“… is a proposal that will continue to be considered very carefully as the outline design progresses.”
The question of putting up a splash barrier on the Esplanade has been with us for well over a year, with the last report back in February looking at ‘the science’:
Since then, further testing has been carried out:
At the end of the summer, it was announced that there would be further consultations:
A temporary glass splash defence test panel, that was installed on the Sidmouth seafront, has passed almost undamaged.
The glass panel was installed on The Esplanade between the York Street and Fore Street junctions, to test whether glass could be used to reinforce Sidmouth’s sea defences on the line of the existing short wall.
The next phase of the Beach Management Plan is to hold a public exhibition – location and format to be confirmed given Covid-19 restrictions – where people can make comments on the various types of splash defence available, and, given funding constraints, give an indication of what their preference is for what method in which location.
To reiterate the science:
Sea level rise relative to the land is the combination of absolute sea level rise and vertical land movements. By 2100 relative sea level could have risen by as much as 80 cm around some parts of the UK coast (4).
But looking at the mapping for the UK, Sidmouth will not be nearly as badly affected as other coastal areas:
An incremental approach:
So, the one metre height of the proposed splash wall being proposed will not be necessary immediately – or perhaps at all. This has given rise to a demand that the wall be added to over time – that there be an ‘incremental approach’:
That we are not necessarily obliged to erect sea defences today according to predictions for levels in 100 years – and that this could be done in stages over time.
The Environment Agency acknowledge that in sensitive and accessible locations, an incremental approach is justified – and Sidmouth’s Esplanades is in a Conservation Area, with numerous listed buildings and several hotels.
Indeed, at the August 2019 meeting of the Steering Group, the minutes state that the idea of incrementally increasing the splash wall was not dismissed and was an option that ‘could be considered’.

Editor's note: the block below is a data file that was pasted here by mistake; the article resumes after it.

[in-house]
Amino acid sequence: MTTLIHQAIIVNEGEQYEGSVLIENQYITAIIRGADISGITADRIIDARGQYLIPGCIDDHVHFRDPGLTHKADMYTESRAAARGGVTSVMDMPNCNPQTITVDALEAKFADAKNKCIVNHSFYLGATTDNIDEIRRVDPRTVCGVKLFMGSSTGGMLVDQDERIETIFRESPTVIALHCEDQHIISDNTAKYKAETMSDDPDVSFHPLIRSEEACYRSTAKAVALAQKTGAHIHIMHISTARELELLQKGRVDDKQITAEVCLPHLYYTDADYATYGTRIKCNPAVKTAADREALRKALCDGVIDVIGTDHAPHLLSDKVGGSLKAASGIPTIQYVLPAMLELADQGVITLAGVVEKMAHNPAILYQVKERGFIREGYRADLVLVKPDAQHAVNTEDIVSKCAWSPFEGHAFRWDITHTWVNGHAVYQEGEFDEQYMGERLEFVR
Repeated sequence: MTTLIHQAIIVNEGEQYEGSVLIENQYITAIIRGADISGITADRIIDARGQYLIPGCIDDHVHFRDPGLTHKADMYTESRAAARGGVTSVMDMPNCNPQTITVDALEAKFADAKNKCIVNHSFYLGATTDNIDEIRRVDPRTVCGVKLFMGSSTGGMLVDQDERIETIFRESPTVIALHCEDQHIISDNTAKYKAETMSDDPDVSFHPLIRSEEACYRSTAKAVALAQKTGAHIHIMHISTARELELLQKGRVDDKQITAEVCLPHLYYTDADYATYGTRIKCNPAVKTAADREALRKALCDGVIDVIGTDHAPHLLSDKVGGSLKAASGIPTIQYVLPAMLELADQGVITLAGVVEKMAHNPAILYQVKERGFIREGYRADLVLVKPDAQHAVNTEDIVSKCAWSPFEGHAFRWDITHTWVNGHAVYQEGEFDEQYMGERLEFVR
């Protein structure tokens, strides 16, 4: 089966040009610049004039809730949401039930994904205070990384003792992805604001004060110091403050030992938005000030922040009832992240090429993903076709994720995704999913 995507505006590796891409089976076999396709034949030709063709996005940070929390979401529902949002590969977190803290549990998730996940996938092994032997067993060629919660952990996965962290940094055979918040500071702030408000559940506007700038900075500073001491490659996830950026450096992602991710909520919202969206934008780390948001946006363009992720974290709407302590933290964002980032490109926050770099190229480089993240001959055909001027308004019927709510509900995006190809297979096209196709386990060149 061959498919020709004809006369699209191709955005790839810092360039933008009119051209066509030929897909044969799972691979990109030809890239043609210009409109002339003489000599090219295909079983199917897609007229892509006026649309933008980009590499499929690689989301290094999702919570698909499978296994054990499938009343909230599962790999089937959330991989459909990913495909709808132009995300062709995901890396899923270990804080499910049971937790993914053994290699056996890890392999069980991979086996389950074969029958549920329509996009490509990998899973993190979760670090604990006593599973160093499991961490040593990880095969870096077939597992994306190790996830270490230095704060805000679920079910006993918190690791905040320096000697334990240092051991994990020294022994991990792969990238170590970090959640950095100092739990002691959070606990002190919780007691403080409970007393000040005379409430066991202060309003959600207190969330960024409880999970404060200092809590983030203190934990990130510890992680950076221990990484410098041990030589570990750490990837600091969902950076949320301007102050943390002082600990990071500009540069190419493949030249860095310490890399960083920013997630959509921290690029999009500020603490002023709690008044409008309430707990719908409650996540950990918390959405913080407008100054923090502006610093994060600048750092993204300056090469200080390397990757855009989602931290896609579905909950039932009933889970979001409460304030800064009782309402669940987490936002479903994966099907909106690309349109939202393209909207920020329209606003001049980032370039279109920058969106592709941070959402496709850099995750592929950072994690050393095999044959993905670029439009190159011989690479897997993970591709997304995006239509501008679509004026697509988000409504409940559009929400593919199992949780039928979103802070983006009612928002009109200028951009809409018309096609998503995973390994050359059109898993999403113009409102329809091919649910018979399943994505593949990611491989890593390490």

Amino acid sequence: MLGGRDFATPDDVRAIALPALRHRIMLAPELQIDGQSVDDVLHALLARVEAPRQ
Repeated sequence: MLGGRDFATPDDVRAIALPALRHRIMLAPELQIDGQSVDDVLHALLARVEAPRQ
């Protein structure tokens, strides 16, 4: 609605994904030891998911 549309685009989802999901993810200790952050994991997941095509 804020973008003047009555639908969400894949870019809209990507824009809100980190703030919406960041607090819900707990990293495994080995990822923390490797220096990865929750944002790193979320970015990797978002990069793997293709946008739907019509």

0.5m or 1.2m?
Looking at the BMP press releases, in June 2018, the height was to be half that now proposed:
The meeting followed on from a well-attended public exhibition on 19 April 2018 at which Royal HaskoningDHV presented the background to the scheme and the proposals to recharge both Sidmouth Beach and East Beach, add a groyne onto East Beach, and increase the height of the existing splash wall…
Royal HaskoningDHV’s thorough tests and methodical approach has resulted in a proposal to recharge the beach with a 10m flat section at the top, and a suggested increase in the height of the splash wall of up to 0.5m from its existing level, with sections of lower height where the beach is less exposed.
East Devon and Royal HaskoningDHV emphasised that during the design development, they have been conscious of the potential impacts that a higher splash wall might have on the town. Raising the height of the splash wall is a proposal that will continue to be considered very carefully as the outline design progresses.
And this was widely reported in the press:
At the last meeting of the BMP steering group in August last year, it was recorded that there is ‘concern’:
Design details of the raised splash wall (which a number of representatives expressed concern over the height) will be the subject of further work involving the steering group and future consultations. It is currently anticipated that this wall will need to be at one metre above the promenade to contain wave overtopping.
In January this year, a much higher level was referred to :
A splash defence is required to protect Sidmouth from flooding from storm events, which pushes large waves over the sea wall. The existing splash wall does a good job stopping sea water flooding the town, but with a predicted sea level rise due to climate change, and more extreme weather, it will no longer stop flood water entering the town, so it does need to be improved. In the South West, the Government is requiring coastal projects to have a minimum allowance for 1.2m of sea-level rise in the future due to global warming and the district is already experiencing more frequent storm events, therefore the town’s defences need to be upgraded.
Press releases about the Sidmouth and East Beach Management Plan – 16th January 2020 – ‘Temporary glass flood defence panel to be tested on Sidmouth esplanade as part of Sidmouth and East Beach Management Plan’ – East Devon
Designs and plans:
Finally, there are the visual representations from the public consultation back in 2016:
And there is the study produced by the VGS in 2018:
As can be seen, all sight of the sea is lost from ground level all along the Esplanade. When the flood gates are closed the effect will be even stronger.